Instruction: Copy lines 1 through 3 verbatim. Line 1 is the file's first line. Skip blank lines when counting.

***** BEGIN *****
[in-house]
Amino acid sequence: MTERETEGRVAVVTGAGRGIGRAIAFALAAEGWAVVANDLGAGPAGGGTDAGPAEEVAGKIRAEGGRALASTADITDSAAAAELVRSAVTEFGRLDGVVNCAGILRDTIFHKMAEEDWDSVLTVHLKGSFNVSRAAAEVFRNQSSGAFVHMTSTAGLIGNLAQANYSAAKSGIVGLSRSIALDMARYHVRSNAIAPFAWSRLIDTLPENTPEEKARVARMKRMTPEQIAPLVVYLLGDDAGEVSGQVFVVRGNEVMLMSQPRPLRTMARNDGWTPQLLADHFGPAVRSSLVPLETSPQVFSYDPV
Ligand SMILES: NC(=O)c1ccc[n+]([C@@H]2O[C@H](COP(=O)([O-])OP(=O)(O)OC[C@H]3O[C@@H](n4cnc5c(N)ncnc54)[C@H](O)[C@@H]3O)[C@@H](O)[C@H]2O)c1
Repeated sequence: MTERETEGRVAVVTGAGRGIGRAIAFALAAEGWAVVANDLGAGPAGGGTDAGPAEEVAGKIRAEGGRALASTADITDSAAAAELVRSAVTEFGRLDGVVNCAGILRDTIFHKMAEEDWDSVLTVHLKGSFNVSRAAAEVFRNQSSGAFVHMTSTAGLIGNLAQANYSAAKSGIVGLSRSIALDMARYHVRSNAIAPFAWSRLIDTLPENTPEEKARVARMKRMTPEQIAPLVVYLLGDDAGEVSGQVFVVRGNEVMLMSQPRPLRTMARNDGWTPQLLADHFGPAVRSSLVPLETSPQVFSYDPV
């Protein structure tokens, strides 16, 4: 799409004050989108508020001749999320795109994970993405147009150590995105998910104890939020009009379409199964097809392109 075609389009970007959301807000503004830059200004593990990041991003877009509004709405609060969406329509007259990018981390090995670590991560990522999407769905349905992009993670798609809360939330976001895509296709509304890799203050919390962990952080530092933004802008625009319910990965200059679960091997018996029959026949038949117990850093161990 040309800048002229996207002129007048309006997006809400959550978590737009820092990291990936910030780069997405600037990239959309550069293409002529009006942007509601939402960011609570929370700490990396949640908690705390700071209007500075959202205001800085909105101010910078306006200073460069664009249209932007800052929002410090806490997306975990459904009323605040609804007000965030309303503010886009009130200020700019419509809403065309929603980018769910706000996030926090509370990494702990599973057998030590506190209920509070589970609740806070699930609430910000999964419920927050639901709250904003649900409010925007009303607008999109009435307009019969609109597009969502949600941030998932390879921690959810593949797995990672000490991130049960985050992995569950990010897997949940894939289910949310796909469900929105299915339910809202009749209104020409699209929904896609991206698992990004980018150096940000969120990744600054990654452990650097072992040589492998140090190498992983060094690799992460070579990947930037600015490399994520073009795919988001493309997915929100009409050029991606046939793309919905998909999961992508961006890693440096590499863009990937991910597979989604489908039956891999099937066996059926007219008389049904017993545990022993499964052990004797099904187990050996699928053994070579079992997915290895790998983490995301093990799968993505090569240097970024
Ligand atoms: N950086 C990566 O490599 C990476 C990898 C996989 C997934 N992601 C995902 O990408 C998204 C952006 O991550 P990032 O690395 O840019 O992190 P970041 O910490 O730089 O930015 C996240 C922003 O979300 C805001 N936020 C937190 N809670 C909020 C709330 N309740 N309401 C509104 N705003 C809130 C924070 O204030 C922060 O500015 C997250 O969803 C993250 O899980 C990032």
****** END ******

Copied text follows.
[in-house]
Amino acid sequence: MTERETEGRVAVVTGAGRGIGRAIAFALAAEGWAVVANDLGAGPAGGGTDAGPAEEVAGKIRAEGGRALASTADITDSAAAAELVRSAVTEFGRLDGVVNCAGILRDTIFHKMAEEDWDSVLTVHLKGSFNVSRAAAEVFRNQSSGAFVHMTSTAGLIGNLAQANYSAAKSGIVGLSRSIALDMARYHVRSNAIAPFAWSRLIDTLPENTPEEKARVARMKRMTPEQIAPLVVYLLGDDAGEVSGQVFVVRGNEVMLMSQPRPLRTMARNDGWTPQLLADHFGPAVRSSLVPLETSPQVFSYDPV
Ligand SMILES: NC(=O)c1ccc[n+]([C@@H]2O[C@H](COP(=O)([O-])OP(=O)(O)OC[C@H]3O[C@@H](n4cnc5c(N)ncnc54)[C@H](O)[C@@H]3O)[C@@H](O)[C@H]2O)c1